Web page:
John Owen lists eleven ways in which the Old and New Covenants differ.
(1) They differ in their circumstance or timing.
(2) They differ in their place—the first was declared from Mt. Sinai, the second was declared from Mt. Zion (Is. 2:3).
(3) They differ in their manner of establishment. The old came with terror. The new came with meekness and grace.
(4) They differ in their mediators. The old covenant had Moses as a mediator (Gal. 3:19). The new has Christ.
(5) They differ in their subject-matter.
(6) They differ in the way they were sanctioned—the old was sanctioned by blood from animals; the new by blood from Christ.
(7) They differ in priests—the Levites in the old, Christ in the new.
(8) They differ in the nature of the sacrifices.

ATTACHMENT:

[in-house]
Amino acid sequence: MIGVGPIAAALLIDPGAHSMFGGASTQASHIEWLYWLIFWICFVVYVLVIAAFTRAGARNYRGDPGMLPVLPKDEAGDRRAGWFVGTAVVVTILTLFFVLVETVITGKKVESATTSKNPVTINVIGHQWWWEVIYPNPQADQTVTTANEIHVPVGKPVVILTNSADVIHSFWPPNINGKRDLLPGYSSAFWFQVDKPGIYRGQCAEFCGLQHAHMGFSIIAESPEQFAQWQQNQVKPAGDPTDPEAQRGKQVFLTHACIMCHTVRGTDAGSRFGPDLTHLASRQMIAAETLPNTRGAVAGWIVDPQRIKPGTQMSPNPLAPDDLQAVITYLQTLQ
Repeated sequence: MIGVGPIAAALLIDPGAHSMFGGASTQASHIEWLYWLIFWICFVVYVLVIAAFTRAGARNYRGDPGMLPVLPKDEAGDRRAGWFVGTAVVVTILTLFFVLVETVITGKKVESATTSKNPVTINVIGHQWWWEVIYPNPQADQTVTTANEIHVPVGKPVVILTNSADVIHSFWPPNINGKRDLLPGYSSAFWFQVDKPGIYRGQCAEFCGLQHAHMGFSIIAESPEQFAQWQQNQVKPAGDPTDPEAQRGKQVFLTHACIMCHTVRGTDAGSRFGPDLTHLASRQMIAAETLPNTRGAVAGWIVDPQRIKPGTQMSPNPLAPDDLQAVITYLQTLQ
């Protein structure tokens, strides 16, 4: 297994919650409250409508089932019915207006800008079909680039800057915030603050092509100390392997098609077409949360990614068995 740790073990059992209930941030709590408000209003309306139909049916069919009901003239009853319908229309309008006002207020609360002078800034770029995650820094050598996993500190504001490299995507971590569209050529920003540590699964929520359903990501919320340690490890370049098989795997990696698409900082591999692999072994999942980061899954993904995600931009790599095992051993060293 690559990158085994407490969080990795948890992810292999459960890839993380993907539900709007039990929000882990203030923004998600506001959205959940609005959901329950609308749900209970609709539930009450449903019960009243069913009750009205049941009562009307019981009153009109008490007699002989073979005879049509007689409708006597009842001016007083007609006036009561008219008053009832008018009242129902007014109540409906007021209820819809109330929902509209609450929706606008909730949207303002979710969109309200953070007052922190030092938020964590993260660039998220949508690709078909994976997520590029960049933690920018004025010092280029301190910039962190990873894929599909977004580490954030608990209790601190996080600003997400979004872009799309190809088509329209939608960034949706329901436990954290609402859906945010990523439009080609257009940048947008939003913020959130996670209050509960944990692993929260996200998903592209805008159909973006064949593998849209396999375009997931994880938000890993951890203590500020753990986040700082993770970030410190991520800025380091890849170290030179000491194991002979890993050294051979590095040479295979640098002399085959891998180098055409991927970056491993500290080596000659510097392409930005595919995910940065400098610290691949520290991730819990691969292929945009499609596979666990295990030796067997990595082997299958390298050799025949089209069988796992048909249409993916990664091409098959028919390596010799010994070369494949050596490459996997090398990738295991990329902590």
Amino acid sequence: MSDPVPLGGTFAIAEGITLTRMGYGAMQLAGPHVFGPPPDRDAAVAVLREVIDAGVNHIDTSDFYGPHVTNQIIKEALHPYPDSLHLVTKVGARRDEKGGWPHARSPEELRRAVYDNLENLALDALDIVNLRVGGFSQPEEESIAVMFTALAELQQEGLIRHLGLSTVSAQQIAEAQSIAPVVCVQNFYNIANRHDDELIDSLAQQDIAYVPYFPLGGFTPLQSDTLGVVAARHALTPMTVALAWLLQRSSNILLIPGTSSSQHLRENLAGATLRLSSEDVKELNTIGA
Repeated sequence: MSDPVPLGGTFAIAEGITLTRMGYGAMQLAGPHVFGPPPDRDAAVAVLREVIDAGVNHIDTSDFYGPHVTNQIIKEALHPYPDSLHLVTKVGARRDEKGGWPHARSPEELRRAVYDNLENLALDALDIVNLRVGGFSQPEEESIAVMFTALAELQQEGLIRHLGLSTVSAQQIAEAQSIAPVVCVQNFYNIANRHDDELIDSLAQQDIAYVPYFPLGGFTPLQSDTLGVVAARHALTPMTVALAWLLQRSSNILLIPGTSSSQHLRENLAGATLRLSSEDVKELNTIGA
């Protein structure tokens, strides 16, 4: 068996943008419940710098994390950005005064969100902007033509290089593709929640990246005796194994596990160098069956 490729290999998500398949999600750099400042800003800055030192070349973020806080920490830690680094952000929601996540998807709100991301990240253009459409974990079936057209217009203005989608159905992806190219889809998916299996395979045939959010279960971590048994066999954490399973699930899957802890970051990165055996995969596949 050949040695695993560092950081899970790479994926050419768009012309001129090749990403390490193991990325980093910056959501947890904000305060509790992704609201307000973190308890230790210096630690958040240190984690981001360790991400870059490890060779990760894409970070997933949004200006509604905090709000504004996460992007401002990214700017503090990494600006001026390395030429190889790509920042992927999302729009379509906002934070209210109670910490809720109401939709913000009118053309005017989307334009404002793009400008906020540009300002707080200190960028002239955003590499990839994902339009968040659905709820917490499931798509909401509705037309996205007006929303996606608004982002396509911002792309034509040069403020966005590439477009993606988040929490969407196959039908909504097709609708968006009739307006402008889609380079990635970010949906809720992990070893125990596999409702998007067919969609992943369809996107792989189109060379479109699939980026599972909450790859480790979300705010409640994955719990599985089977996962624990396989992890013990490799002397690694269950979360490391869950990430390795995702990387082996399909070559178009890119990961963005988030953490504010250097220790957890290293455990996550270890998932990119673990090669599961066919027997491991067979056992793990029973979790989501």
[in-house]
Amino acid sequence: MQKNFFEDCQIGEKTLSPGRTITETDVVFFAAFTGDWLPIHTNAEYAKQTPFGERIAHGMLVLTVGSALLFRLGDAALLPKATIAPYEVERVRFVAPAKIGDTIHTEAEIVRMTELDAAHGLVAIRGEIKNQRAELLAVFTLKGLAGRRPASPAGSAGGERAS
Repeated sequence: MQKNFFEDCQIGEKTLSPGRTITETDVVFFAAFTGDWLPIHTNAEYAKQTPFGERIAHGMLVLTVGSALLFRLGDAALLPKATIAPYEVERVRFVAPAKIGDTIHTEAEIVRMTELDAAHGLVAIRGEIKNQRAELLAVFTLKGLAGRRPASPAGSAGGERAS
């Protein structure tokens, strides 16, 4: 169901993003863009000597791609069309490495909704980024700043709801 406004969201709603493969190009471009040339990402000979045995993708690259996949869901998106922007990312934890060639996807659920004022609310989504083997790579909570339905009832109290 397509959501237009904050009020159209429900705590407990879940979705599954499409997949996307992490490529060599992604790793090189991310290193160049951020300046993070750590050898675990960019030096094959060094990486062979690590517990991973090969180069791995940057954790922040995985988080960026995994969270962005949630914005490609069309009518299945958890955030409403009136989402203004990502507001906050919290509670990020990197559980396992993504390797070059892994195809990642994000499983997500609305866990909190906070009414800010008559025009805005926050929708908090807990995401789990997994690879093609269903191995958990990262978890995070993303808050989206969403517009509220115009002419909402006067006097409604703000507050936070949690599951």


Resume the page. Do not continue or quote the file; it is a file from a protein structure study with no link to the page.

(9) They differ in the way they were written. The old covenants were written in stone. The New Covenant is written in the heart of man (Jer. 31:31-34).
(10) They differ in their purposes—the old covenants imposed laws which conditioned man’s participation therein; the New Covenant gives grace sufficient for man’s inclusion.
(11) They differed in effect. The Old Covenant was a ministry of death, signed in circumcision of the flesh and animal blood (2 Cor. 3:7). The New Covenant, on the contrary, gives life and liberty to all believers.
Cf. Nehemiah Coxe & John Owen, Covenant Theology from Adam to Christ, (Palmdale: Reformed Baptist Academic Press, 2005), 200-205.